Using AI for Development Goals | Live Mint

A recent United Nations (UN) supported summit in Geneva, “AI for Good”, focused on the potential of using Artificial Intelligence (AI) technologies for achieving the Sustainable Development Goals (SDGs) by 2030. Essentially, any sector, which is data-driven (be it conventional, digital or geo-spatial), is open to the use of AI. In some areas, AI applications are relatively well-developed, while in others, they are in initial stages.

Development Goals | Health and nutrition

  • AI-based systems can sift through the collected data about malnourished children and track the progress of an individual child at various Anganwadi centres in terms of their cognitive development and health. 
  • Image-recognition techniques can help in early identification of stunted growth, epidemics and other health issues. This information can then be used by the programme officers to recommend corrective solutions.
  • Integrating information from other sources, the AI systems can assist in the diagnosis of problems being faced—from drought to poor sanitation and inadequate supplies.

Development Goals | Agriculture

  • Several start-ups in the US have used AI to develop “precision farming” practices, which lead to a more efficient use of inputs and higher yields.
  • Sensors gather information about the condition and colour of foliage and soil moisture content. This information is fed to the system, which determines the amount of water, and fertilizer to be provided.
  • It also specifies which part of the plant needs to be provided with these inputs.
  • These systems have reported higher yields and reduction in agricultural inputs.
  • The use of such technologies in Indian conditions will need to consider much smaller land-holding sizes and the socioeconomic conditions of farmers.

Development Goals | Education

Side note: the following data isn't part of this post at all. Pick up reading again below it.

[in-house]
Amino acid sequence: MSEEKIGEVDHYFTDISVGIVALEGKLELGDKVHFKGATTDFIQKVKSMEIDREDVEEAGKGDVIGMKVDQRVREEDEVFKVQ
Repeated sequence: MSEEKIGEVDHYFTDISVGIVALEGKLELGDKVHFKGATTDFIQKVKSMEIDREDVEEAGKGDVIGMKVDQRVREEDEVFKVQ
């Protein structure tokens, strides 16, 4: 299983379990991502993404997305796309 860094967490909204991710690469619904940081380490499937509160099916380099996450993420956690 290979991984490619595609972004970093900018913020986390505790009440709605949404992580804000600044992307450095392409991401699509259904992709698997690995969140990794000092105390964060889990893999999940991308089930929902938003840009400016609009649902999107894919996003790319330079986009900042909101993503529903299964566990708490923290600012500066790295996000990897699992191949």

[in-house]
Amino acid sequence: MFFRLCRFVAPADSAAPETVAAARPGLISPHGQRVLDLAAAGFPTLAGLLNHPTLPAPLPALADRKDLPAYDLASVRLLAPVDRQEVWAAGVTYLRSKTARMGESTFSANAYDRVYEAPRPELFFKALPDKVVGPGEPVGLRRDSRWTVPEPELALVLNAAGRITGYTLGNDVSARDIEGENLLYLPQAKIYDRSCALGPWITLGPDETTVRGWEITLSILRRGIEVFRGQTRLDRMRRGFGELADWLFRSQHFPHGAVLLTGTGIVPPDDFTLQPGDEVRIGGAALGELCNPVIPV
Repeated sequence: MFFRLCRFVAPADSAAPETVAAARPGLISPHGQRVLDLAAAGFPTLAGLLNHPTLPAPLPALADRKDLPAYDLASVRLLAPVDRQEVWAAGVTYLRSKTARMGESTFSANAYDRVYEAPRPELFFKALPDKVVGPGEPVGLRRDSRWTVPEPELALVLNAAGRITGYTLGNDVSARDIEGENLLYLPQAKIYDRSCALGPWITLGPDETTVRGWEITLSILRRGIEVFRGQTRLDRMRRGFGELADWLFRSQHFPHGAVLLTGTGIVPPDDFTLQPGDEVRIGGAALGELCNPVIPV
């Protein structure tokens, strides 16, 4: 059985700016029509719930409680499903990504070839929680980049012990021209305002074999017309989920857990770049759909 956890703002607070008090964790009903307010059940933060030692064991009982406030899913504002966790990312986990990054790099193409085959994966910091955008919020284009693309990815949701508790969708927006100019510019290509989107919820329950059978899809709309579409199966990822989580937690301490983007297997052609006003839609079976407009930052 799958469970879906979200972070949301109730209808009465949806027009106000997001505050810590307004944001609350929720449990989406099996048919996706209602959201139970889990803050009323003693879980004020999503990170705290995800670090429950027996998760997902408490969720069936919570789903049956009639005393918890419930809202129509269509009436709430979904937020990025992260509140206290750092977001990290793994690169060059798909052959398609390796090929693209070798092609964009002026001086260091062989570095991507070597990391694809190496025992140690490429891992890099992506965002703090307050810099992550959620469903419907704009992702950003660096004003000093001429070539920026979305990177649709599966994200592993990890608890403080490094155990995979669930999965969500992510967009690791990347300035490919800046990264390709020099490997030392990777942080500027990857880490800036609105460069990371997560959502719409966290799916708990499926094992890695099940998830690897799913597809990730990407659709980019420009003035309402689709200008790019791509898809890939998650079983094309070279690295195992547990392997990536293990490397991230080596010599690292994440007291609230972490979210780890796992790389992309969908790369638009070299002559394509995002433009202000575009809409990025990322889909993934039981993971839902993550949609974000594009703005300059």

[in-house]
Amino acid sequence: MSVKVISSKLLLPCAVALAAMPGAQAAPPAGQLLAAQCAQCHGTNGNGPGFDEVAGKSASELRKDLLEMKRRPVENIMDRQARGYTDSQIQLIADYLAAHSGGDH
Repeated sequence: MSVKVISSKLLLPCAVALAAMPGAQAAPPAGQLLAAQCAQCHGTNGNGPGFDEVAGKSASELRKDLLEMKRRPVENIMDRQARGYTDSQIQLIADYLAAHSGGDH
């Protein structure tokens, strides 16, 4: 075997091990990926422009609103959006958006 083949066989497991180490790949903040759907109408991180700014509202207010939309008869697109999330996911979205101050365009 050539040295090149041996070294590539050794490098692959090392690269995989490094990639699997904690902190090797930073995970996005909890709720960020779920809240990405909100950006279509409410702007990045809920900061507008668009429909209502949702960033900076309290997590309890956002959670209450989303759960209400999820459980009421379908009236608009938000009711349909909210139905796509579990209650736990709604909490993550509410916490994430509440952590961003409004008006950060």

• AI-based systems can assist students with their learning experience, especially in changing the form and nature of content to suit the student.
  • “Smart content” is generated with text summaries, supported with related videos and simulations.
  • They can also help connect with students who are working on similar problems worldwide.
  • The systems can ensure that learning takes place through frequent testing which can be used as feedback to alter the course content and trajectory. 
  • Intelligent tutor systems like “personal robots” can work and interact with humans as peers. Some of them are even capable of identifying and correcting misconceptions of a student as they learn the material.
  • AI cannot entirely replace the human teacher, but an AI system can play an intermediate role by providing timely feedback to students and teachers. 

Development Goals | Concerns

Many of these interventions appear to be far-fetched today. But we said the same about language processing, self-driving cars and Google directions. AI is no magic bullet. It is a set of computational tools that can be used to improve decision-making. Some of the available AI technologies are expensive today. There are also ethical issues of privacy of data, equity and liability of actions. 

Conclusion

There is no denying that AI is in the middle of exponential growth and it has the potential to make game-changing transformations. The developmental challenges faced by India are also too big to be solved by the conventional linear approach. AI provides an opportunity for transformative solutions and India’s scale provides the possibility of rapid cost reduction of these technologies.

Development Goals and Society : Click Here to continue reading

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